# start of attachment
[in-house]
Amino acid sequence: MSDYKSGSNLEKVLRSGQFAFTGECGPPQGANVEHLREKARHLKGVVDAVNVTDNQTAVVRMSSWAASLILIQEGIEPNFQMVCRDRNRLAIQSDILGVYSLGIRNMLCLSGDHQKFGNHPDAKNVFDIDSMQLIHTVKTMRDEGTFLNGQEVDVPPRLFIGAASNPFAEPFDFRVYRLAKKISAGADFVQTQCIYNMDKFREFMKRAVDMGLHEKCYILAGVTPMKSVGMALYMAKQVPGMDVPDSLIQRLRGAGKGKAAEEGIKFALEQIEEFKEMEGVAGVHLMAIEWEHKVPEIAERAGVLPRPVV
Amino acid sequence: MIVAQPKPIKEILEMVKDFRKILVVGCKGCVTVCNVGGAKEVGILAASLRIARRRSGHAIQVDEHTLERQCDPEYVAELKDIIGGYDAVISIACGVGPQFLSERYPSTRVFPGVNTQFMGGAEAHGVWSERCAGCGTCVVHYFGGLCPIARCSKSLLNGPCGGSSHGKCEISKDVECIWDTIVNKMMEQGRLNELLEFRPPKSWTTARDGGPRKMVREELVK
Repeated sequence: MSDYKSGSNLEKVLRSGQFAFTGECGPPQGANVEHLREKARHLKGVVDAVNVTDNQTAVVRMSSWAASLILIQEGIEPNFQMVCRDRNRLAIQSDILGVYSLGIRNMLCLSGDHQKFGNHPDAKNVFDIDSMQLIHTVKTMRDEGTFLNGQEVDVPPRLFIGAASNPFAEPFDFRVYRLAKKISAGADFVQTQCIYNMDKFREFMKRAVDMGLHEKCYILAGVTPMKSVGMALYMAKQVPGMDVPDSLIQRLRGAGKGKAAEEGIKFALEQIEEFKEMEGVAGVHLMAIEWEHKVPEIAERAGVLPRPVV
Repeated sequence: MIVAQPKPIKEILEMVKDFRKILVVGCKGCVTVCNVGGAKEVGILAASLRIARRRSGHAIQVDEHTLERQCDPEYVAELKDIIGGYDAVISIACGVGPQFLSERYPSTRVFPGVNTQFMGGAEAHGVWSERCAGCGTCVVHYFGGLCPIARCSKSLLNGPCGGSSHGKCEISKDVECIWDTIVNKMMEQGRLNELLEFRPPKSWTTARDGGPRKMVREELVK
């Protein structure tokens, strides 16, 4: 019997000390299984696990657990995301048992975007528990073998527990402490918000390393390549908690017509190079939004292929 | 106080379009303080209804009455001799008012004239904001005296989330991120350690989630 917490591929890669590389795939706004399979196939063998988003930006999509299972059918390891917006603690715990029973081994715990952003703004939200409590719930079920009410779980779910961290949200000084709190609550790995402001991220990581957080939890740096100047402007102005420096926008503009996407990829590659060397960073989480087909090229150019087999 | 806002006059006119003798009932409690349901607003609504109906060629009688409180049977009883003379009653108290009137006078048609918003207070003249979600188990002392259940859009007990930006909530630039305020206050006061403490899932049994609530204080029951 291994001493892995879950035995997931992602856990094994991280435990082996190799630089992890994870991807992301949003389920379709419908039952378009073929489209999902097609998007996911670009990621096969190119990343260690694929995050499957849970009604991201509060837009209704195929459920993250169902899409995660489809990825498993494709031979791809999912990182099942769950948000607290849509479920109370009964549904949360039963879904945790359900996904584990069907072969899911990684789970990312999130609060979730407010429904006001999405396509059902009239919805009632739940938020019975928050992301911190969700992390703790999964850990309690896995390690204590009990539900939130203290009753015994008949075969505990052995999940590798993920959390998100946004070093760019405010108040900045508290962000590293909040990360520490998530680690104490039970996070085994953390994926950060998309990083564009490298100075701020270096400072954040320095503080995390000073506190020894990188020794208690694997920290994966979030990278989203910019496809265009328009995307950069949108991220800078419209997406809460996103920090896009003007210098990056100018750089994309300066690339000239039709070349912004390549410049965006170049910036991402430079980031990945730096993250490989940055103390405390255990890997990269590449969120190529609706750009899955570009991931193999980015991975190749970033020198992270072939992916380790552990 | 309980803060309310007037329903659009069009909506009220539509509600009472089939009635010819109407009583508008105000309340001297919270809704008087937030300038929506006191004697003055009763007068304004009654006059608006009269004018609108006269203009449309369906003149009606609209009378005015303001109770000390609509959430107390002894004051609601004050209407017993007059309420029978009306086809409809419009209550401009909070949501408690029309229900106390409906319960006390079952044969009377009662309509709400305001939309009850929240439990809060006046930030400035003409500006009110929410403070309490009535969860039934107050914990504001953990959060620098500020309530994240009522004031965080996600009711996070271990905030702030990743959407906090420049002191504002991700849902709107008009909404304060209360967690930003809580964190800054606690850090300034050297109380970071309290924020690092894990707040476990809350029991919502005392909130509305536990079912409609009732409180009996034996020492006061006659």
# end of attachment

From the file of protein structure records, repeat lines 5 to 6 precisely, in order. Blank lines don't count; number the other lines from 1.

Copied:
Repeated sequence: MIVAQPKPIKEILEMVKDFRKILVVGCKGCVTVCNVGGAKEVGILAASLRIARRRSGHAIQVDEHTLERQCDPEYVAELKDIIGGYDAVISIACGVGPQFLSERYPSTRVFPGVNTQFMGGAEAHGVWSERCAGCGTCVVHYFGGLCPIARCSKSLLNGPCGGSSHGKCEISKDVECIWDTIVNKMMEQGRLNELLEFRPPKSWTTARDGGPRKMVREELVK
């Protein structure tokens, strides 16, 4: 019997000390299984696990657990995301048992975007528990073998527990402490918000390393390549908690017509190079939004292929 | 106080379009303080209804009455001799008012004239904001005296989330991120350690989630 917490591929890669590389795939706004399979196939063998988003930006999509299972059918390891917006603690715990029973081994715990952003703004939200409590719930079920009410779980779910961290949200000084709190609550790995402001991220990581957080939890740096100047402007102005420096926008503009996407990829590659060397960073989480087909090229150019087999 | 806002006059006119003798009932409690349901607003609504109906060629009688409180049977009883003379009653108290009137006078048609918003207070003249979600188990002392259940859009007990930006909530630039305020206050006061403490899932049994609530204080029951 291994001493892995879950035995997931992602856990094994991280435990082996190799630089992890994870991807992301949003389920379709419908039952378009073929489209999902097609998007996911670009990621096969190119990343260690694929995050499957849970009604991201509060837009209704195929459920993250169902899409995660489809990825498993494709031979791809999912990182099942769950948000607290849509479920109370009964549904949360039963879904945790359900996904584990069907072969899911990684789970990312999130609060979730407010429904006001999405396509059902009239919805009632739940938020019975928050992301911190969700992390703790999964850990309690896995390690204590009990539900939130203290009753015994008949075969505990052995999940590798993920959390998100946004070093760019405010108040900045508290962000590293909040990360520490998530680690104490039970996070085994953390994926950060998309990083564009490298100075701020270096400072954040320095503080995390000073506190020894990188020794208690694997920290994966979030990278989203910019496809265009328009995307950069949108991220800078419209997406809460996103920090896009003007210098990056100018750089994309300066690339000239039709070349912004390549410049965006170049910036991402430079980031990945730096993250490989940055103390405390255990890997990269590449969120190529609706750009899955570009991931193999980015991975190749970033020198992270072939992916380790552990 | 309980803060309310007037329903659009069009909506009220539509509600009472089939009635010819109407009583508008105000309340001297919270809704008087937030300038929506006191004697003055009763007068304004009654006059608006009269004018609108006269203009449309369906003149009606609209009378005015303001109770000390609509959430107390002894004051609601004050209407017993007059309420029978009306086809409809419009209550401009909070949501408690029309229900106390409906319960006390079952044969009377009662309509709400305001939309009850929240439990809060006046930030400035003409500006009110929410403070309490009535969860039934107050914990504001953990959060620098500020309530994240009522004031965080996600009711996070271990905030702030990743959407906090420049002191504002991700849902709107008009909404304060209360967690930003809580964190800054606690850090300034050297109380970071309290924020690092894990707040476990809350029991919502005392909130509305536990079912409609009732409180009996034996020492006061006659």